Those vessels are a huge obstacle to surgical separation, even for twins like Erin and Abby, who shared only a small spot of brain tissue. Not only does cranial blood drain to supply other vital organs, but one twin — in this case Erin — has a disproportionate amount of vasculature. Dividing up this circulatory tissue is particularly risky and potentially debilitating for the shortchanged twin, in this case Abby.
The doctors decided to disconnect Erin and Abby at 10 months old — younger than any previous set of craniopagus twins — in hopes of capitalizing on the resilience, or plasticity, of infants’ brains. Theoretically, the team wrote in the journal, this would allow “recovery faster and more completely than at an older age.”
But this theoretical advantage had to be weighed against a biological reality: “In infants … even modest blood loss can be life-threatening.”
Originally, the doctors planned to do a two-stage surgery, giving the babies three weeks to heal between procedures. The second stage would culminate with cutting a major vein, the sagittal sinus, that is a vital conduit for blood and cerebrospinal fluid.
But the first stage went off “without complications, with minimal blood loss, and in less than four hours,” they wrote in the journal. “Therefore, a decision was made to continue with separation ... without delay.”
Scientific journals try to be strictly factual and dispassionate, so this seven-hour second stage is described simply as “more complicated.”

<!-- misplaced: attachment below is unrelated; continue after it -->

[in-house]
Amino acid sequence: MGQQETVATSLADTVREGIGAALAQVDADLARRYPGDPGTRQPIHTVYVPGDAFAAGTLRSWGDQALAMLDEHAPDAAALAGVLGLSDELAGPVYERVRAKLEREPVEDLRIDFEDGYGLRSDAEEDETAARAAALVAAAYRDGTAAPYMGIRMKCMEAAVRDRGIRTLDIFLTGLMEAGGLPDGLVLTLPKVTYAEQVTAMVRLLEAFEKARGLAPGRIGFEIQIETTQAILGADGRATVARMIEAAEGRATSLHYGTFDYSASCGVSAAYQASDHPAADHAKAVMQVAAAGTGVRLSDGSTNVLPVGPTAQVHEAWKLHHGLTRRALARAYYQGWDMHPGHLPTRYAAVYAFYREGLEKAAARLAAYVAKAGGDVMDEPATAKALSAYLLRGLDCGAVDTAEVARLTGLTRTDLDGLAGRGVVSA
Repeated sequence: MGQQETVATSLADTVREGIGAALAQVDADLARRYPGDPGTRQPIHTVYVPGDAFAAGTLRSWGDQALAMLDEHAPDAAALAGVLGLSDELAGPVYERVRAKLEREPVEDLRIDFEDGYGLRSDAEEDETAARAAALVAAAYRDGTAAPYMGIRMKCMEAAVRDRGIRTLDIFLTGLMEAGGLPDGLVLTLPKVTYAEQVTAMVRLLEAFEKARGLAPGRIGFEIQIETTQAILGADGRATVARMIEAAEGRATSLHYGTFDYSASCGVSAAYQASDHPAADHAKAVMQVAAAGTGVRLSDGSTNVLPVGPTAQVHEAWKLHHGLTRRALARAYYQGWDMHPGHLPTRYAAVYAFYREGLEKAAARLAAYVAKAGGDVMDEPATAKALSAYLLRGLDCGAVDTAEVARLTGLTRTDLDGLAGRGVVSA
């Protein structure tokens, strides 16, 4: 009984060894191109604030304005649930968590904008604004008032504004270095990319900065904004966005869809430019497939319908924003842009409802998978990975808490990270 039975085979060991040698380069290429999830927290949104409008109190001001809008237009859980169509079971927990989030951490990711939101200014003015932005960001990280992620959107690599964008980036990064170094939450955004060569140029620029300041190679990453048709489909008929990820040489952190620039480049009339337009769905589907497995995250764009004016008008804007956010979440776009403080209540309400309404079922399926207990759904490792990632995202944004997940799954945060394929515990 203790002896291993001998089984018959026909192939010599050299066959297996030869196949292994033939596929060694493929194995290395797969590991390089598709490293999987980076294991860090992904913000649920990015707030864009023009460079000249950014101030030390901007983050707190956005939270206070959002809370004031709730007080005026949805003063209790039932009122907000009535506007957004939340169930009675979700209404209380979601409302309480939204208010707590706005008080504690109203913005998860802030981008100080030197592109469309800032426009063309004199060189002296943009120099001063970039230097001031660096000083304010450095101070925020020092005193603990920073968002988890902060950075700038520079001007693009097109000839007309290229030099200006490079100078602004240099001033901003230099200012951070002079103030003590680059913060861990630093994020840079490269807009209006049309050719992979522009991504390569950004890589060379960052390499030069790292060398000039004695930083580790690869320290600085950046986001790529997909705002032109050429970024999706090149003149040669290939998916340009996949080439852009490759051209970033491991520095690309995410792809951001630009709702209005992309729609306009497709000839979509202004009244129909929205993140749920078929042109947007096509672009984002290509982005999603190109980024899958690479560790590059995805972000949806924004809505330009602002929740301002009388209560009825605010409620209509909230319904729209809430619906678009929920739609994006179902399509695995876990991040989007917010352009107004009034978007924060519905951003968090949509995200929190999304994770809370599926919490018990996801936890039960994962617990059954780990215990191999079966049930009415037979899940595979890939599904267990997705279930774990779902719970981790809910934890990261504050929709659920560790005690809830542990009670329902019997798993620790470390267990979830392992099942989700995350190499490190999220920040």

But in 2017, the surgeons said, the race to keep up with the twins’ relentless blood loss during this second stage of the surgery was harrowing.
“If Abby’s bleeding had continued much longer,” Heuer said, “we could have lost her.”
In a blog she has kept since she was pregnant with the twins, Heather, a former nanny, confided one of the hardest parts of her parental journey.
“There is no book to follow on this,” she wrote in September 2018. “I can’t read ‘What to Expect’ for toddlers because my toddlers are different.”
One difference is that even though Erin and Abby can swallow and digest food normally, they have no desire to do so. Almost everything they eat is pureed by their mother and injected into their stomachs through a tube that she connects to an access port in their abdomens.
“We’ve tried so many different foods, textures, sweet, savory, crunchy, puree, puffs, melts, teething biscuits, and nothing seems to really get them interested” in eating, Heather lamented.
Still, the twins’ growth is on track, and they’re about average in size for their age. Although neither is walking yet — a milestone normally reached around a year old — Erin’s ability to pull herself to stand against furniture is an encouraging transitional step. Both girls use therapeutic machines designed to help them learn to walk. Abby, whose setback was greater because she got less of the crucial vein, also hangs out in a standing support device that helps put weight on her legs to strengthen her muscles.
As for verbal communication, that is also lagging, but the twins seem to be on the cusp of breakthroughs.
“They say ‘Mama’ and ‘Dada,' but I don’t think they know what they’re saying yet,” Heather said. “According to the speech therapist, they’re doing advanced babbling, and they’ll even mimic sounds” when coached by adults.
There is no doubt about the twins’ ability to communicate without words.
“When Daddy walks in, they get so excited,” Heather said of her husband, who works for a shoe company. “If he gives one of them too much attention, the other one starts yelling and kicking. He gets the best giggles and smiles.”
Recently, Heather has noticed another telling interaction — between the sisters.